Definitions for YAT
This page provides all possible meanings and translations of the word YAT
A vowel of the Cyrillic and Glagolitic alphabet (Cyrillic capital , Cyrillic small , Glagolitic ), no longer in current use
A Late Proto-Slavic (Common Slavic) sound usually transcribed as /u011B/, subsequently lost in all Slavic dialect
a unique collection of dialects of English spoken in New Orleans, Louisiana
a person of the New Orleans, Louisiana area who speaks with a Yat accent.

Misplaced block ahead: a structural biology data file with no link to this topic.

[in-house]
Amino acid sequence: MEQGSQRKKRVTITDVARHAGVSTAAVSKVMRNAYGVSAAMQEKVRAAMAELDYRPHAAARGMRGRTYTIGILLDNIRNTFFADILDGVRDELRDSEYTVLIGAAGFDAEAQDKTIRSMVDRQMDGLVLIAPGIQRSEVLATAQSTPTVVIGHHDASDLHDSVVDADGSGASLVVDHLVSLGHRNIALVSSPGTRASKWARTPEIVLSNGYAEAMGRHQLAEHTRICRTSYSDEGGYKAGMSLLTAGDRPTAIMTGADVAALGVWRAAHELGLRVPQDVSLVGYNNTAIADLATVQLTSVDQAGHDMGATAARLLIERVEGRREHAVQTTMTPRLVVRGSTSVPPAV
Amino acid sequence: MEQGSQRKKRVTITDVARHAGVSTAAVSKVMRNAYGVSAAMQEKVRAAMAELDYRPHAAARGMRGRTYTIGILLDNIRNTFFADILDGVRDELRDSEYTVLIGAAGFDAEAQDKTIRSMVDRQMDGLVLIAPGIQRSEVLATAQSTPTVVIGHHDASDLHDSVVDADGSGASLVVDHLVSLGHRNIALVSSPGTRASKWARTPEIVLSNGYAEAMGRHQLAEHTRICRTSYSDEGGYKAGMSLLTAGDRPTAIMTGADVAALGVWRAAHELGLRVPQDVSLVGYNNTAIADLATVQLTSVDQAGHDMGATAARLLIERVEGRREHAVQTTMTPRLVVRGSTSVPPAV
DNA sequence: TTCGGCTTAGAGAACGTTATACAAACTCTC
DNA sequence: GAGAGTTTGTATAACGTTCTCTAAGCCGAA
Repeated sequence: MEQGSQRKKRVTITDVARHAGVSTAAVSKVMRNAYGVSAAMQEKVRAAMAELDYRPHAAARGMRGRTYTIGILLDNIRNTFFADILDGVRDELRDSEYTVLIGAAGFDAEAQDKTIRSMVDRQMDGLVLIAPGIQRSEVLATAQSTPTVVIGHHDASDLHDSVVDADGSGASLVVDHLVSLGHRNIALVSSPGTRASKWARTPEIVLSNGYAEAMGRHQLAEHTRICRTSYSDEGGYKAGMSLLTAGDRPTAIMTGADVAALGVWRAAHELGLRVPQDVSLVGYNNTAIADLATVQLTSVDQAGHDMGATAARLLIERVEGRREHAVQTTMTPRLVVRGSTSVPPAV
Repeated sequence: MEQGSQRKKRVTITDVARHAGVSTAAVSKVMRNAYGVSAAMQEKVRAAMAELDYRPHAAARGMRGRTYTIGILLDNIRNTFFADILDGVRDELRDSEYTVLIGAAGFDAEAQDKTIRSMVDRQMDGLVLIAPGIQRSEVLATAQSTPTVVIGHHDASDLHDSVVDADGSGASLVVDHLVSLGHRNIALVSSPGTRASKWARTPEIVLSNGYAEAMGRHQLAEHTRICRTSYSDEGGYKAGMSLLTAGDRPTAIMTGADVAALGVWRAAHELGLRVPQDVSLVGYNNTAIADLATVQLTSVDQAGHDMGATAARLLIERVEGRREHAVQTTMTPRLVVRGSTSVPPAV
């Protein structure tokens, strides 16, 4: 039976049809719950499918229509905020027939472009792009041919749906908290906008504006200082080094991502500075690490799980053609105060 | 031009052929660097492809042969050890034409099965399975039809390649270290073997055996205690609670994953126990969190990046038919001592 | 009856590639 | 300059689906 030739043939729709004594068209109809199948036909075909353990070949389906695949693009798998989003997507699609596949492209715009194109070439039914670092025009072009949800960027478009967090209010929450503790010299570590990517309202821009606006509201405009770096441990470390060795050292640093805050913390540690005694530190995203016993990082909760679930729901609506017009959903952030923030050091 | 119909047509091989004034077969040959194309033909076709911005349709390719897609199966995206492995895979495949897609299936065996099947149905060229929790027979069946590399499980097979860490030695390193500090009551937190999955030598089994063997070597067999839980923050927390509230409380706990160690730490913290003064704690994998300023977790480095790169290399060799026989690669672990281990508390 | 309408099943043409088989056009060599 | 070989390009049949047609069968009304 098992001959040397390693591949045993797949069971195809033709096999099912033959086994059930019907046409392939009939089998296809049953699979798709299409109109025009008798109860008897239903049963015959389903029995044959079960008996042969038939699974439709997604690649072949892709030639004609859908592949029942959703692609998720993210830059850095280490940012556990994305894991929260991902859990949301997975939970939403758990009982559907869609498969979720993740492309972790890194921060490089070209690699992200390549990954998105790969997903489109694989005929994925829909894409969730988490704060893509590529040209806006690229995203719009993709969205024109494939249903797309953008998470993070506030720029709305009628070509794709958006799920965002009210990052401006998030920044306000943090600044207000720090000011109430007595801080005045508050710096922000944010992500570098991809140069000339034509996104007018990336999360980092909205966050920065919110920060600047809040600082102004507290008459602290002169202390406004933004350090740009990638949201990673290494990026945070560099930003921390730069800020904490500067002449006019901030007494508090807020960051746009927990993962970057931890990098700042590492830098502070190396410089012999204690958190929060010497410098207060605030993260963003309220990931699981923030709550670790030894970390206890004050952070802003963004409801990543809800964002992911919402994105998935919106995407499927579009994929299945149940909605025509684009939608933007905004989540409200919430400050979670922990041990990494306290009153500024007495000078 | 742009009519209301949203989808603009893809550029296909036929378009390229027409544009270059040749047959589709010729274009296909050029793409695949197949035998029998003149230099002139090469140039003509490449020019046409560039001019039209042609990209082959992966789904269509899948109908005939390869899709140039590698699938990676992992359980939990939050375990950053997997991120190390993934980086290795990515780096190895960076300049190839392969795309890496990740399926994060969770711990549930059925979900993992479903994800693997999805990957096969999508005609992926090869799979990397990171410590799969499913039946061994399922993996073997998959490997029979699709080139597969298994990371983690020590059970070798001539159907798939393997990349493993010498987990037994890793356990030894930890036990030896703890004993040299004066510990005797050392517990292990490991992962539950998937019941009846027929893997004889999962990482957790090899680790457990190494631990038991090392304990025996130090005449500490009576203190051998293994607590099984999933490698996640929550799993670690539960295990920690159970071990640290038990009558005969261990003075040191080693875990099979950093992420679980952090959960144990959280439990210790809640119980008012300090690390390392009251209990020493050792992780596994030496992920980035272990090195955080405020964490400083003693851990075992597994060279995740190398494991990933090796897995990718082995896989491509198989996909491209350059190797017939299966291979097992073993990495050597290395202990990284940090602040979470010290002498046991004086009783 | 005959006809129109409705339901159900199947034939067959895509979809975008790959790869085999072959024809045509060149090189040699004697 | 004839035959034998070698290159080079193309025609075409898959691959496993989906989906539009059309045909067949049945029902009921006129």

Not to be confused with Semisoft sign Yat or jat is the thirty-second letter of the old Cyrillic alphabet. Its name in Old Church Slavonic is jěd’ or iad’. In the common scientific Latin transliteration for old Slavic languages, the letter is represented by e with caron: ě. The yat represented a Common Slavic long vowel. It is generally believed to have represented the sound, which was a reflex of earlier, or. That the sound represented by yat developed late in the history of Common Slavic is indicated by its role in the second palatalization of the Slavic velar consonants. Significantly, from the earliest texts, there was considerable confusion between the yat and the Cyrillic iotified a. One explanation is that the dialect of Thessaloniki and other South Slavic dialects shifted from independently from the Northern and Western branches. The confusion was also possibly aggravated by the fact that Cyrillic Little Yus looks very similar to the older Glagolitic alphabet's yat. An extremely rare "iotated yat" form also exists. In various modern Slavic languages, the yat has reflexed into various vowels. For example, the old Slavic root běl became bel in Standard Russian, bil in Ukrainian, bjal in Bulgarian, biel / biały in Polish, bílý in Czech and biely in Slovak. Older, unrelated reflexes of yat exist; for example, old word телѣгы became modern Russian телеги but in Serbian it is таљиге.
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